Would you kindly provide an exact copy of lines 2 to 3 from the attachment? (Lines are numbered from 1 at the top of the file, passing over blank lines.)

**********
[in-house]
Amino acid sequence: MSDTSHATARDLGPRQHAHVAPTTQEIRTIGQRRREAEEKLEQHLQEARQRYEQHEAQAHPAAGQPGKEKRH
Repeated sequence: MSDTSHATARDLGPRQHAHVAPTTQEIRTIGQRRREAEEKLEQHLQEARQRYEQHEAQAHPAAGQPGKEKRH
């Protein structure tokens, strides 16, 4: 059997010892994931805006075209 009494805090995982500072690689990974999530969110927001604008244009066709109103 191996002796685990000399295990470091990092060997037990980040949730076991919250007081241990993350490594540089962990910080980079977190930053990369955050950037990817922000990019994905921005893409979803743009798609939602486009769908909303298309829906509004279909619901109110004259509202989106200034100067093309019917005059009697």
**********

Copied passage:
Amino acid sequence: MSDTSHATARDLGPRQHAHVAPTTQEIRTIGQRRREAEEKLEQHLQEARQRYEQHEAQAHPAAGQPGKEKRH
Repeated sequence: MSDTSHATARDLGPRQHAHVAPTTQEIRTIGQRRREAEEKLEQHLQEARQRYEQHEAQAHPAAGQPGKEKRH